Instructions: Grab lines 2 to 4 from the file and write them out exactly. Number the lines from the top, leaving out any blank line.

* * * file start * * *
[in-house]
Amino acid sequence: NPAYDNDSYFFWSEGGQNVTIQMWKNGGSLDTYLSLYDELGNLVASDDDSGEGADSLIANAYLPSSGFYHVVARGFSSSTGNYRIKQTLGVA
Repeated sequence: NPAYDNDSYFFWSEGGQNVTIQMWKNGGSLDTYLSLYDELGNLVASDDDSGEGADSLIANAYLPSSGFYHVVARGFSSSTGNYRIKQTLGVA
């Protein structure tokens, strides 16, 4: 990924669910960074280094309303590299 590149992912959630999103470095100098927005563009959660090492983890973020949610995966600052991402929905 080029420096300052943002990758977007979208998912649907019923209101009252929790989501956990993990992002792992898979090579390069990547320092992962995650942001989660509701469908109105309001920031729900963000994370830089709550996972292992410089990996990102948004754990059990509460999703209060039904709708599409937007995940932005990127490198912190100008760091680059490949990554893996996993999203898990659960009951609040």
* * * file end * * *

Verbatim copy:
Amino acid sequence: NPAYDNDSYFFWSEGGQNVTIQMWKNGGSLDTYLSLYDELGNLVASDDDSGEGADSLIANAYLPSSGFYHVVARGFSSSTGNYRIKQTLGVA
Repeated sequence: NPAYDNDSYFFWSEGGQNVTIQMWKNGGSLDTYLSLYDELGNLVASDDDSGEGADSLIANAYLPSSGFYHVVARGFSSSTGNYRIKQTLGVA
């Protein structure tokens, strides 16, 4: 990924669910960074280094309303590299 590149992912959630999103470095100098927005563009959660090492983890973020949610995966600052991402929905 080029420096300052943002990758977007979208998912649907019923209101009252929790989501956990993990992002792992898979090579390069990547320092992962995650942001989660509701469908109105309001920031729900963000994370830089709550996972292992410089990996990102948004754990059990509460999703209060039904709708599409937007995940932005990127490198912190100008760091680059490949990554893996996993999203898990659960009951609040």